From Scandinavia with Love

Our northern neighbours winter just as hard as we do but use a fraction of the energy. What's their secret to green living?

Canadians have a lot in common with the Scandinavian countries—not least, a similar population and those long, frigid winters. But when it comes to sustainable living, our northern neighbours have us beat, hands down.

For many Scandinavians, an eco-conscious approach to living is merely a way of life.  “We have a different view of nature…we’re more respectful,” says Sofie Adolfsson Jörby, a Swede who works as environmental coordinator within Sweden’s Ministry of the Environment. Currently working out of the municipal offices of the Halifax Regional Municipality as part of an international work exchange program, Adolfsson Jörby says that for most Scandinavians, an eco-conscious attitude is learned beginning in early childhood.  

Whatever the reason, here are a few areas in which they’re outshining Canadians on sustainability. Maybe it’s time we imported more than just the Scandinavian design ethos and easy-to-assemble furniture.

Living energy light

According to a recent national poll in Sweden, 78 percent of the population reported reducing their daily energy consumption last year. Energy consciousness is fostered in part through the widespread use of efficient appliances and well-insulated homes, among other initiatives. For example, recent regulations in Sweden even restrict the amount of energy new homes may use, limiting it to 110 kilowatt hours per square meter per year (and many use far less than that!).

Heating smart

When it comes to home heating, Scandinavians have shed their reliance on oil in favour of more renewable energy sources such as wind, biofuel, and geothermal, as well as district heating, whereby heat is distributed to multiple homes through a network of pipes (usually underground) run from a single generating plant. Many of those plants are designed to run on everything from municipal solid waste (one such plant in Stockholm processes 25 percent of all of Sweden’s garbage) to palm oil and wood pellets. So, it’s no surprise to find that Sweden, for example, generates far less greenhouse gas than Canada: 5.32 tonnes compared to our 16.52 tonnes per capita in 2006. What’s more, Adolfsson Jörby points out that those numbers take into account the fact that many Scandinavian countries have just as much heavy industry as Canada does.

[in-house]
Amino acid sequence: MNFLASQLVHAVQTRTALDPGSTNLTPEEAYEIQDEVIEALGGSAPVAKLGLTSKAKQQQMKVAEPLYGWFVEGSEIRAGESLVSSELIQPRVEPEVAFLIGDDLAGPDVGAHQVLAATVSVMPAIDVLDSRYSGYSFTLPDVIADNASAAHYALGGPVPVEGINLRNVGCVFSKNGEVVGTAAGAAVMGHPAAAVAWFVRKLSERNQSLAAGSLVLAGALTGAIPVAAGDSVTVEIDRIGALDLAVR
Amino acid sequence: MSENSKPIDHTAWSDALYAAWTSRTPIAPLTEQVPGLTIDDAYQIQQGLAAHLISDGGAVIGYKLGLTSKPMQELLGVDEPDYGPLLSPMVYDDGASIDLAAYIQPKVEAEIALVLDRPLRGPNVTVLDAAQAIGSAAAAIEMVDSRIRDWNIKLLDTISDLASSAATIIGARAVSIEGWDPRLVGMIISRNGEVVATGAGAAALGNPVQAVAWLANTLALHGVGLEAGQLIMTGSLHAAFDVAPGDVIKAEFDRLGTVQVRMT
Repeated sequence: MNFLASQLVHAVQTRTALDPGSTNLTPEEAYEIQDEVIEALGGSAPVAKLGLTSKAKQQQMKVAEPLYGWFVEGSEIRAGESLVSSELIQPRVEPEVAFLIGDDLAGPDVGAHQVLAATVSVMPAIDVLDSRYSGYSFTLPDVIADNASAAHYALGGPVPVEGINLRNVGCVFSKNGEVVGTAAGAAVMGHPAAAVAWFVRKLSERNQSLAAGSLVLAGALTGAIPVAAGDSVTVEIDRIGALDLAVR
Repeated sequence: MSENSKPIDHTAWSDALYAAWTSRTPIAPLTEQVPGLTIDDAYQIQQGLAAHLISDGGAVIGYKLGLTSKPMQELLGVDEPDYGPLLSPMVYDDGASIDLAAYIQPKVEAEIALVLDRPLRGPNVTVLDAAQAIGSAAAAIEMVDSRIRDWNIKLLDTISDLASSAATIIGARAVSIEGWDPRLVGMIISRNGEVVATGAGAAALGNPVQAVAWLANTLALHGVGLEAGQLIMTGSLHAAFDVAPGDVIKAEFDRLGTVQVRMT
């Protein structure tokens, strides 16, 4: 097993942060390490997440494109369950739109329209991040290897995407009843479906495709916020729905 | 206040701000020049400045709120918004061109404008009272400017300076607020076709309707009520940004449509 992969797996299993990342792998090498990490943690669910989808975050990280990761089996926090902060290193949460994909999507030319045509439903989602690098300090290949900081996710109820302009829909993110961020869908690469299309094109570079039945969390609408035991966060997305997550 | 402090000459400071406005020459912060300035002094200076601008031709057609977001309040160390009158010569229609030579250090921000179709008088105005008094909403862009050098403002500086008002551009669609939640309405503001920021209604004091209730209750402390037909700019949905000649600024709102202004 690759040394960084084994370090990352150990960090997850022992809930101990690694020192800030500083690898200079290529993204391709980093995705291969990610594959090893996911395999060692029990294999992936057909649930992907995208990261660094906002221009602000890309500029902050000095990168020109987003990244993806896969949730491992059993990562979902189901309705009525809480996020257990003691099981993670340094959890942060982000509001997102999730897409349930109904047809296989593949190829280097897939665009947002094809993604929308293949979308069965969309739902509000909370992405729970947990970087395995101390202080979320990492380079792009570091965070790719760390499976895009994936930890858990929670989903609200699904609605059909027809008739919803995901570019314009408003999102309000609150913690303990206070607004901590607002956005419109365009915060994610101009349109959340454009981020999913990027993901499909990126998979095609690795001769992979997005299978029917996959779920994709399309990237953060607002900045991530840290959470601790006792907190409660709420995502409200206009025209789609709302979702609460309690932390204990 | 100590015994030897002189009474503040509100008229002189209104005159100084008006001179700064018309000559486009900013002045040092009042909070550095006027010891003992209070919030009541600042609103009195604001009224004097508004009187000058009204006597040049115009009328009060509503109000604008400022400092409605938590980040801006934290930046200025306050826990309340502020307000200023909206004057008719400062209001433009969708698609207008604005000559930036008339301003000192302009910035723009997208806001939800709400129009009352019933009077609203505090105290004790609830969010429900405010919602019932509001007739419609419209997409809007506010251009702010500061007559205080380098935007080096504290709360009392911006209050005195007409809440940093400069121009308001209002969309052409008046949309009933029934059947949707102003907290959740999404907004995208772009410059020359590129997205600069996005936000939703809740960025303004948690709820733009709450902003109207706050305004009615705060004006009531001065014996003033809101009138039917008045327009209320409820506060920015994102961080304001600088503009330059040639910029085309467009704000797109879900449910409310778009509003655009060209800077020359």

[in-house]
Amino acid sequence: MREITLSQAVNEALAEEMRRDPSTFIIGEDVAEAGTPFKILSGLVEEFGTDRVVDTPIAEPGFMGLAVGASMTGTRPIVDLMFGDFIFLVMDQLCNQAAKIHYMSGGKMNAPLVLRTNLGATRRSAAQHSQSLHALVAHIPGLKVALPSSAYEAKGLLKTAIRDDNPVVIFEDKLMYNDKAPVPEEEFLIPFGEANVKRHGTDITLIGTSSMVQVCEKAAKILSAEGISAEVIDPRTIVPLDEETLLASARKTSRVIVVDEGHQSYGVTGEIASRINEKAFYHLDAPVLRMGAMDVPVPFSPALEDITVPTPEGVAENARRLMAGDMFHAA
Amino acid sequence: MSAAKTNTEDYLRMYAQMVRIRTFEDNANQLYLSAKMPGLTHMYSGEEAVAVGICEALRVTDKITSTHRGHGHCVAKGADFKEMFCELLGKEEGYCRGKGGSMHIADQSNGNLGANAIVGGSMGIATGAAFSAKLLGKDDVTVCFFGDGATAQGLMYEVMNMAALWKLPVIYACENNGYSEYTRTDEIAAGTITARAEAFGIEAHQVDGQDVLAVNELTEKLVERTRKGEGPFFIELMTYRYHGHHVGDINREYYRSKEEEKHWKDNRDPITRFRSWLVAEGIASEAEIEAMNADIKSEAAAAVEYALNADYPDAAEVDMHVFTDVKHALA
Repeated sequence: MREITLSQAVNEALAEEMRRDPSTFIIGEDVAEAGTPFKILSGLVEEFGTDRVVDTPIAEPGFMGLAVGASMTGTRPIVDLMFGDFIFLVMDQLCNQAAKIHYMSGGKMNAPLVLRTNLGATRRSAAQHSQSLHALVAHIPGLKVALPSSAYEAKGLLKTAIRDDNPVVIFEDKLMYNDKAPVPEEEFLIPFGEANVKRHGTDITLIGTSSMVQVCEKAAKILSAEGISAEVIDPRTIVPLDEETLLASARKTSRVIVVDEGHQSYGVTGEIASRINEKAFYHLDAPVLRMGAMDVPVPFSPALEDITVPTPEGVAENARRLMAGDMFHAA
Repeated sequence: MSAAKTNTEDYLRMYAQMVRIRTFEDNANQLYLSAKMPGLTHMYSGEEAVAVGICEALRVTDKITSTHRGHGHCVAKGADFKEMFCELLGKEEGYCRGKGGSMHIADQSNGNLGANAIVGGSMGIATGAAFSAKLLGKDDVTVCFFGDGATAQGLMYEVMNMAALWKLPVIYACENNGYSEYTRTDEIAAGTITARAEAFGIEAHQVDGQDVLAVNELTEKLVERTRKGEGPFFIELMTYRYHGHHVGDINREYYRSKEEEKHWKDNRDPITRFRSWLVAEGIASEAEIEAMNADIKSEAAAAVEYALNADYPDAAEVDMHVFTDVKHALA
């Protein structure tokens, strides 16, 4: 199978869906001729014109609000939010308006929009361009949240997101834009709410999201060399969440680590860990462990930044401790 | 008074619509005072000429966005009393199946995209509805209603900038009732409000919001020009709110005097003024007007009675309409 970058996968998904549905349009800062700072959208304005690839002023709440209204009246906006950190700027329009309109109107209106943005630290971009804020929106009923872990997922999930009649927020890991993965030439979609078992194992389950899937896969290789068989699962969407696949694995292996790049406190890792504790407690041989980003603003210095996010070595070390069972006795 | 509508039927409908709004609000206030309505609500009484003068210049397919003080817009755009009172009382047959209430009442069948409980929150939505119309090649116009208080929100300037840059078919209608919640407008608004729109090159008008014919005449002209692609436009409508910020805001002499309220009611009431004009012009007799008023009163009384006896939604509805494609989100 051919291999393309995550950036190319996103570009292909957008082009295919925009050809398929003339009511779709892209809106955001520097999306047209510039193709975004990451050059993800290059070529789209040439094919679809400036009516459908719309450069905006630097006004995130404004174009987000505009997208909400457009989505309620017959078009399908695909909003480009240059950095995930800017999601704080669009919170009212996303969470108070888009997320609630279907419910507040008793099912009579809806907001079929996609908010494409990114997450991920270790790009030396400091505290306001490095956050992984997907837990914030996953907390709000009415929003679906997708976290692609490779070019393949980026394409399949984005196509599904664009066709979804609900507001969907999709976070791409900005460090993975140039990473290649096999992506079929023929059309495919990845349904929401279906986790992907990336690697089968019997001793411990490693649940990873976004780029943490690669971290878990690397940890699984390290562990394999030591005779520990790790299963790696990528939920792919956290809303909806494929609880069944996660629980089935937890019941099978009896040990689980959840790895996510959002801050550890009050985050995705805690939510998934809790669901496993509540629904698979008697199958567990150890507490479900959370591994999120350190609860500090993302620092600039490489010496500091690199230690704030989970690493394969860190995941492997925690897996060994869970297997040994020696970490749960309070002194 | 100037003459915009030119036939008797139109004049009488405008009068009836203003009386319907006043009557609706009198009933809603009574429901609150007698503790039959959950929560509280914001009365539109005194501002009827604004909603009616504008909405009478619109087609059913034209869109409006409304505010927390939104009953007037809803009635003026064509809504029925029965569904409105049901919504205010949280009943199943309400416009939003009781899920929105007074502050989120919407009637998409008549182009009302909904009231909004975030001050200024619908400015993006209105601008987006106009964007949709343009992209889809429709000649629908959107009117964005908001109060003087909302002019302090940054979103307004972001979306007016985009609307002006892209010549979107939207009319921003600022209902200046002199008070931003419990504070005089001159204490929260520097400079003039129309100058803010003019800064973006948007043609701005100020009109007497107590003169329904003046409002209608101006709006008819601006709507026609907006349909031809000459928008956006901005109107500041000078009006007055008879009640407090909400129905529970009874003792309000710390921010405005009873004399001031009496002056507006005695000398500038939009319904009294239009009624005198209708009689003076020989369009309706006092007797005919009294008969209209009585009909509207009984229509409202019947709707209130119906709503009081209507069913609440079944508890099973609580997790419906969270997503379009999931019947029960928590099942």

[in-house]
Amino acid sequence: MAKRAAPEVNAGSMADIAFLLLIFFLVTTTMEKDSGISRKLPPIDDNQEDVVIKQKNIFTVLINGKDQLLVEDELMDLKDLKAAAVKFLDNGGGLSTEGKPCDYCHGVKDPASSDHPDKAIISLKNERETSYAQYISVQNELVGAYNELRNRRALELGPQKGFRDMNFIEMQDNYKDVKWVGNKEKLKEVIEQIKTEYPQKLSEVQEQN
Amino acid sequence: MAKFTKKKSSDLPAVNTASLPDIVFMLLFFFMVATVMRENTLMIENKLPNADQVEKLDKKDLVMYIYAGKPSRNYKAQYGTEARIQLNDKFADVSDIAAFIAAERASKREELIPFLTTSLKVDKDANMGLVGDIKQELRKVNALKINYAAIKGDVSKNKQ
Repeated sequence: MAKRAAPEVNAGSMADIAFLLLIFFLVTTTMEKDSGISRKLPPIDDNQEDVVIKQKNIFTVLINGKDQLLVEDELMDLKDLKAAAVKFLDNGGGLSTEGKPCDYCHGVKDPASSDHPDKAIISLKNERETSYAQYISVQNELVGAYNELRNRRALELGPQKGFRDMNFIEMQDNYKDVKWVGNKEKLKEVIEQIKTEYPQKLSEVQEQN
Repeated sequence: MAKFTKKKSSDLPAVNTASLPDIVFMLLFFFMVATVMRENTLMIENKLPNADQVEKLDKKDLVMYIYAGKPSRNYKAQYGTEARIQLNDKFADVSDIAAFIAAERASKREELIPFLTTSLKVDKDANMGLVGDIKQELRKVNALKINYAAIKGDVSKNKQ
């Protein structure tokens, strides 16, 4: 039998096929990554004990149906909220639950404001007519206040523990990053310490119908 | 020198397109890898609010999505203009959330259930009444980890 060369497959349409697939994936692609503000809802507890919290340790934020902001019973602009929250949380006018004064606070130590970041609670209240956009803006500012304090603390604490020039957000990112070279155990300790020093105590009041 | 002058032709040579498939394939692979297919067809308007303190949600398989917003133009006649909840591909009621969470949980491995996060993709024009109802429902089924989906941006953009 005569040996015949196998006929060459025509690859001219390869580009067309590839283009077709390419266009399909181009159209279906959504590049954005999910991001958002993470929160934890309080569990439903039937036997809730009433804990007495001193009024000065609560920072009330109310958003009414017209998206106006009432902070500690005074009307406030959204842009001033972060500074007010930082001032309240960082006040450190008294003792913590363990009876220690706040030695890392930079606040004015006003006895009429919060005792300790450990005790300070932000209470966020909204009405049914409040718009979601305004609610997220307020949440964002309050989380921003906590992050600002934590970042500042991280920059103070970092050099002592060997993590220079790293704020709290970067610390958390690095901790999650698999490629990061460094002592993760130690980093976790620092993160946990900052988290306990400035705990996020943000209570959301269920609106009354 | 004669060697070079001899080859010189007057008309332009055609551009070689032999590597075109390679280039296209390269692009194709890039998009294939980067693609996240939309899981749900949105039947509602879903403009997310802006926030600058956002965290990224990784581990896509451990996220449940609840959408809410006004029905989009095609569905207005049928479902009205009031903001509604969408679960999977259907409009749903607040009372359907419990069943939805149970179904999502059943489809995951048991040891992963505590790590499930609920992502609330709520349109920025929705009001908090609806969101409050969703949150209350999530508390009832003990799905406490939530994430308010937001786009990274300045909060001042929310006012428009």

Getting around

Scandinavian cities are often more densely populated than Canadian cities are, making them easier to navigate by foot or bicycle, and making public transit—including trains and buses that run on biofuel—a more efficient option. In Copenhagen, for example, cyclists have their own bike lanes – even their own traffic signals. And more than 150,000 people enter the city centre by bicycle every year.

In both Denmark and Norway, commuters and tourists alike can take advantage of the CityBike program – a network of bicycles (there are 1,300 in Copenhagen alone) that are available on free, short-term loans from hubs interspaced through urban centres. (Montreal introduced a similar public bike program last year —a first in Canada. By this spring, the Bixi network, as it’s called, expects to have 3000 bikes stationed at 300 locations.)

To discourage unnecessary traffic in the city centre, some cities, such as Oslo, charge a toll to drive into downtown core.

Saving trees

Scandinavian countries are also forest-rich like Canada, but they maintain a more environmentally sensitive approach to maintaining this valuable natural resource. For more than 100 years, Denmark, Finland, Norway and Sweden have had forestry legislation in place that limits the amount of timber that can be harvested at one time. “And if you clear-cut an area, then you have to replant it,” explains Adolfsson Jörby, the money for which must be set aside before the cutting begins. Since implementing this legislation, the forest resources in Scandinavian countries have doubled.

For Scandinavians, taking an educated, eco-conscious and energy-efficient approach to life seems to be second nature! It’s a green lesson that should have Canadians green with envy.